Britain's Adam Pengilly was the only International Olympic Committee (IOC) member to vote against the body's ruling Executive Board in a motion of confidence into their response to Russian doping here today.
Pengilly's show of defiance followed a two-hour debate during which there were repeated messages of support for IOC President Thomas Bach and the Executive Board over their decision not to impose a blanket ban on Russia following allegations of state-sponsored doping.
The exact vote was on approving the general response of the Olympic Summit and IOC Executive Board in their response to Russia after the publication last month of the McLaren Report, which uncovered evidence that doping was endemic in Russia.
Canada's Richard Pound voted in support of the measure, while World Anti-Doping Agency (WADA) President Sir Craig Reedie did not vote because he is an Executive Board member.
He later admitted the anti-doping system was "partly" broken but resisted the opportunity to strongly counter the criticism his organisation received.
Pound, however, did make the opening interjection, criticising Bach for not engaging in dialogue with his membership and calling for an Extraordinary IOC Session to discuss doping issues.
Former skeleton bobsledder Pengilly followed later, criticising the IOC decision to exclude doping cheat turned whistleblower Yuliya Stepanova, despite her having made the initial allegations which led to WADA launching a series of independent investigations.
"The decision to exclude the whistleblower is one that has harmed the fight against doping," said Pengilly.
"We [on the Athletes' Commission] opposed that."
Pengilly's stance was echoed by St Lucia's Richard Peterkin and China's Yang Yang.
Ali Syed Shahid of Pakistan called for the IOC not to absolve itself of responsibility.
There was also wider support for Pound's call for an Extraordinary IOC Session.
But numerous others were gushing in their praise for Bach and took their lead from him in criticising WADA for not doing enough to combat the problem earlier.
“Leaving aside that such a comparison is completely out of any proportion when it comes to the rules of sport, let us just for a moment consider the consequences of a ‘nuclear option’,” the German said in his opening remarks.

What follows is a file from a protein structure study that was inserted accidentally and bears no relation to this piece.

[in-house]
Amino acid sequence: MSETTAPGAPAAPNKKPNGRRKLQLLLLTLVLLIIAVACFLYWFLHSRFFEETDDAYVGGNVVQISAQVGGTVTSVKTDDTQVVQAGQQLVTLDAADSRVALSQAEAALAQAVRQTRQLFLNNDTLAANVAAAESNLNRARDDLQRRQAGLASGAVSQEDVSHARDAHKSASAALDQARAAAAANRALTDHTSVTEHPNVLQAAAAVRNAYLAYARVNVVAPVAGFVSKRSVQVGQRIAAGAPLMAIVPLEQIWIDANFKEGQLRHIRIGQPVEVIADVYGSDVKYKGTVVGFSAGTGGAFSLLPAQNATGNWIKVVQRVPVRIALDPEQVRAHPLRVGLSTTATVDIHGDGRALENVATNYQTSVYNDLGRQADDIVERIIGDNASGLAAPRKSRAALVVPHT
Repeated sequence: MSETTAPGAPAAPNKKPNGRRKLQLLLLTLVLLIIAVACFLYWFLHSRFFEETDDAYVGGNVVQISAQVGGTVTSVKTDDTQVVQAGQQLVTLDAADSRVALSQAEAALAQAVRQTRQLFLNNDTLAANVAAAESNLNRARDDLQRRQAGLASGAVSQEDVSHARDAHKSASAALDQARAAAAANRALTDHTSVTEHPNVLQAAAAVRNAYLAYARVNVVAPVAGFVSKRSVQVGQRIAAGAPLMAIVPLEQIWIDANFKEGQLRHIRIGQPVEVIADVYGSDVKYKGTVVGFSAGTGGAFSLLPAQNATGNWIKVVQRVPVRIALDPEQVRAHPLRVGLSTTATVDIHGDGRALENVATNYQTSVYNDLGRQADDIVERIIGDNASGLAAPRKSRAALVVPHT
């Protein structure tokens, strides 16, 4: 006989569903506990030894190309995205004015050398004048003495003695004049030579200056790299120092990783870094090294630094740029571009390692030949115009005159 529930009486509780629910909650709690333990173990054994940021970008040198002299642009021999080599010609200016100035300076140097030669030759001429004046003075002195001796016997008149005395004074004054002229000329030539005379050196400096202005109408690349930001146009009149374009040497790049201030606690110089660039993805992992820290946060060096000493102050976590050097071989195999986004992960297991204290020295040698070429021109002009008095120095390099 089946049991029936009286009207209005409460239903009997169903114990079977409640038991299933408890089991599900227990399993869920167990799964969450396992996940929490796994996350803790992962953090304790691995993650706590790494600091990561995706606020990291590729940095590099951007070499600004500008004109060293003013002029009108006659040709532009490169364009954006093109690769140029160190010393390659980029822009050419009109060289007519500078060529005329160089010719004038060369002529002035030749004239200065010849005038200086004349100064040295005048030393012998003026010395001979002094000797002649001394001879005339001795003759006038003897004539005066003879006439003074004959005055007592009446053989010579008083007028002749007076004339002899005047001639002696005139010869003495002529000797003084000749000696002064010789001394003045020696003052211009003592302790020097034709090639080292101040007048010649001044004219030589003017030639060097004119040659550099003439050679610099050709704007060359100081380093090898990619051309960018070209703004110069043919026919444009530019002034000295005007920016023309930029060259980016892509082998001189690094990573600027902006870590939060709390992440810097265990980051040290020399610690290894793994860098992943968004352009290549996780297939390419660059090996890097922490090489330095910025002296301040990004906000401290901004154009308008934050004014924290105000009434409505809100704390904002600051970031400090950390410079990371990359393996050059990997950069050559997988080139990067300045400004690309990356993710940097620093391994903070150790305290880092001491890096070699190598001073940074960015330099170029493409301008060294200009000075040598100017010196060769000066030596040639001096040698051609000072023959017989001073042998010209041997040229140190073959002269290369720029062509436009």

“The result is death and devastation - this is not what the Olympic movement stands for."
Several figures, including Italy's Mario Pescante, referred to the "politically motivated" media for making a decision harder for the IOC.
"We are witnessing enormous pressure put on IOC by Governments," said Russian Olympic Committee President, Alexander Zhukov.
"We are witnessing direct interference of politics in sport; an attempt to influence decision making process for political means.
He did, however, admit the seriousness of the allegation, and that the "integrity of Russian society is at stake".
United States Olympic Committee chairman Larry Probst criticised those why have claimed the response to Russian doping has been "politically motivated".
The Netherlands' Camiel Eulings claimed Bach had "taken the lead" in the global fight against doping and Nigeria's Executive Board contender Habu Gumel described the IOC decision as "beautiful and concrete".
Argentina's Gerhard Werthein claimed WADA had left the sports movement in a "very difficult" position.
He said they had been forced to make "incredibly hard decisions in an impossible timeframe" and accused them of being "more interested in publicity than doing its job, acting in the interests of clean athletes".
Israel's Alex Gilady added: "I think it is now not the reputation of the IOC which must be restored, but the reputation of WADA."
Past and future IOC Athletes' Commission chairs Claudia Bokel of Germany and Angela Ruggiero of the US also supported the IOC decision in principal.
Ruggiero, though, stressed the importance that they continue their work to get to the bottom of allegations.
Sir Craig opted for a conciliatory response, both in his presentation to the Session later in the day and in his comments to the media afterwards.
He defended the timeline of WADA's work and their responses in recent week and claimed that the anti-doping system was only "partly" broken.
“I would like to think not all the system is broken, that part of the system is broken, and we should start to identify those parts that need full attention,” he said.
He also disputed the claim that he had been "run under a bus by the IOC", insisting that WADA was staying out of any politics.
But he did criticise the comments of Werthein, saying that he found them "personally offensive", but that he had been assured it was not directed at him.